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Nigerian Youths Threaten Oil Cos.

May 17, 1999

LAGOS, Nigeria (AP) _ Tribal elders in the oil-rich Niger Delta region have urged oil companies to ignore demands by militant youths that petroleum installations be abandoned.

Youths from an Ijaw ethnic youth organization last week threatened to attack oil installations in the Delta unless operations were halted by May 16. They also asked embassies to advise their nationals working at the installations to leave.

The activists said they made the threat because Nigeria’s military junta failed to move local government offices to Ijaw territory from land controlled by their ethnic rivals, the Itsekiri.

Fighting has flared occasionally between the Itsekiri and the much larger Ijaws since 1997, when the military government moved the tribal boundary, granting more land to the Itsekiri.

Western oil companies are often targets of angry Delta residents, who say their interests are neglected by the government.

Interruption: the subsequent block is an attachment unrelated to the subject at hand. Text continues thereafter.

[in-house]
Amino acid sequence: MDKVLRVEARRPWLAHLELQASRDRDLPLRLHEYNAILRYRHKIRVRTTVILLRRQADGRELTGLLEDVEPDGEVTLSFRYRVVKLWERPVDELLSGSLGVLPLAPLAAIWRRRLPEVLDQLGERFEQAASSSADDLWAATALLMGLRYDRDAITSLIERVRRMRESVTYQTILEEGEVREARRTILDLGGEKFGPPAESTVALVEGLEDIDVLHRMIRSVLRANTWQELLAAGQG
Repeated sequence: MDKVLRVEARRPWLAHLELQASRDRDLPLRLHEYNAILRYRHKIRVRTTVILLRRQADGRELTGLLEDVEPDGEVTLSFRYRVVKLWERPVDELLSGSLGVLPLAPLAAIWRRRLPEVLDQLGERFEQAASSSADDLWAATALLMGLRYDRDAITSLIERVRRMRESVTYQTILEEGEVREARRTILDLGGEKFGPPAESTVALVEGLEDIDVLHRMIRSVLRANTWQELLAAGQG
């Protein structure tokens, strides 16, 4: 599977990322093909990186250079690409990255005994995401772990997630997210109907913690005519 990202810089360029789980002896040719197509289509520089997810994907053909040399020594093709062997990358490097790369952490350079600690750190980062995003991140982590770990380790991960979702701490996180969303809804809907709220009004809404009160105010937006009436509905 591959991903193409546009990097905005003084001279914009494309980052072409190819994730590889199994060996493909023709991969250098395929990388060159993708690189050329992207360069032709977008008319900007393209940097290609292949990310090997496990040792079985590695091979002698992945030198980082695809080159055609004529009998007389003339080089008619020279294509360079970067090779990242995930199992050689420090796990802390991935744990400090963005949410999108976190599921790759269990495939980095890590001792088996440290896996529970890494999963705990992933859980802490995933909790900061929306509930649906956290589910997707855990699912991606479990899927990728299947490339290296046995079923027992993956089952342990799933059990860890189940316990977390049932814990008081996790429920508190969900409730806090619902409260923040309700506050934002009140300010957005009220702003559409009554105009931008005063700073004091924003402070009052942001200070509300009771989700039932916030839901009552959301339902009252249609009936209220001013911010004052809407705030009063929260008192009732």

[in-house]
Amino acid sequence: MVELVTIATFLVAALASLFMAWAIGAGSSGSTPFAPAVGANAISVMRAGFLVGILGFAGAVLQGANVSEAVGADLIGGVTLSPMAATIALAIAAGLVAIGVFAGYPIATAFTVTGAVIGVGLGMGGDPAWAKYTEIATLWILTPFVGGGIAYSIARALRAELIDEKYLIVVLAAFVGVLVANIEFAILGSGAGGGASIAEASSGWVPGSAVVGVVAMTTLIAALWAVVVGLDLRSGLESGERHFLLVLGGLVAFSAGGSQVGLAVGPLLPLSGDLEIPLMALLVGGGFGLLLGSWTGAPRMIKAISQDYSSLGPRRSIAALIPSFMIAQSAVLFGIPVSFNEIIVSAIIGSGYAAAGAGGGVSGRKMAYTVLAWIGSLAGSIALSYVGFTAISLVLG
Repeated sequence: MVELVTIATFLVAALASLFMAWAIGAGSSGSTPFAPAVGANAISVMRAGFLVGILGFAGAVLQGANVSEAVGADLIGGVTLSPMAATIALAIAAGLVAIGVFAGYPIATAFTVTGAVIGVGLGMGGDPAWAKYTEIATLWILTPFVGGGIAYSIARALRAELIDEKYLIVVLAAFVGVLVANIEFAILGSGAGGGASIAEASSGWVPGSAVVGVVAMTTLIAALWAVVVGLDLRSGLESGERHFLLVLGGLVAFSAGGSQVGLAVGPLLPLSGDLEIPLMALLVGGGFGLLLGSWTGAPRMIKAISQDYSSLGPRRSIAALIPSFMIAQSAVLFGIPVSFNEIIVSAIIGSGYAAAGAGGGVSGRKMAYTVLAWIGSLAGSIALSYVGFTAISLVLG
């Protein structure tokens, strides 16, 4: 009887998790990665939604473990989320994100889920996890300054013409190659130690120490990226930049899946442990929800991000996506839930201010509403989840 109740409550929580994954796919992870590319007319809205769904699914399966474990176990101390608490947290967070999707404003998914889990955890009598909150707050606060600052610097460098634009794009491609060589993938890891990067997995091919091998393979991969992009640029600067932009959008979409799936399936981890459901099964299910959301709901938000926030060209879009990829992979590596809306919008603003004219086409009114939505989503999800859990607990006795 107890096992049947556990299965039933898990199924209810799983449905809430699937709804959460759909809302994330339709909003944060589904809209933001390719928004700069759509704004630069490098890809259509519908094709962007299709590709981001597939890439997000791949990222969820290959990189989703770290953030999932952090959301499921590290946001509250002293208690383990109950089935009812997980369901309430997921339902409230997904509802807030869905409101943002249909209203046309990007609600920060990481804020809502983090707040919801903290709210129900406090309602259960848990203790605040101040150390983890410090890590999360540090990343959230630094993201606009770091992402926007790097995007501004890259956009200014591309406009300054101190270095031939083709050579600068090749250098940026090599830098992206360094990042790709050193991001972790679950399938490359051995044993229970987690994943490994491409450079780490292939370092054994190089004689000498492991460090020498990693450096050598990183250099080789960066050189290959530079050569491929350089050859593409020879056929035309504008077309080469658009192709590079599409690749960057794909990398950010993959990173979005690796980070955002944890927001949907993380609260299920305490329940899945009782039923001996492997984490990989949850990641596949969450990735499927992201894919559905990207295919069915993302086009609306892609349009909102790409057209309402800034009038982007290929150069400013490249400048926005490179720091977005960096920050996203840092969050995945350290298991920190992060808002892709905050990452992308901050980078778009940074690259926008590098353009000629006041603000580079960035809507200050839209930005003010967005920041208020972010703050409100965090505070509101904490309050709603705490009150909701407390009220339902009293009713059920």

Residents also protest the government’s mismanagement of the oil industry and have demanded greater compensation from Shell, Chevron and others for the use of their land.

Although Nigeria is the world’s sixth-largest oil producer, few people in the Delta benefit from its wealth. Many towns exist in abject poverty without electricity, clean water or health care.

On Sunday, Ijaw elders asked oil companies to ignore the youths’ demands.

``We advise oil firms and their subsidiaries working in Ijaw land to ignore the seven-day ultimatum,″ said the statement, signed by two prominent elders.

The statement said elders were debating how best to handle their concerns, and called on Nigeria’s ruler, Gen. Abdulsalami Abubakar, to return to the Delta to discuss the regional problems further.

There were no immediate reports Monday of violence against the oil installations.

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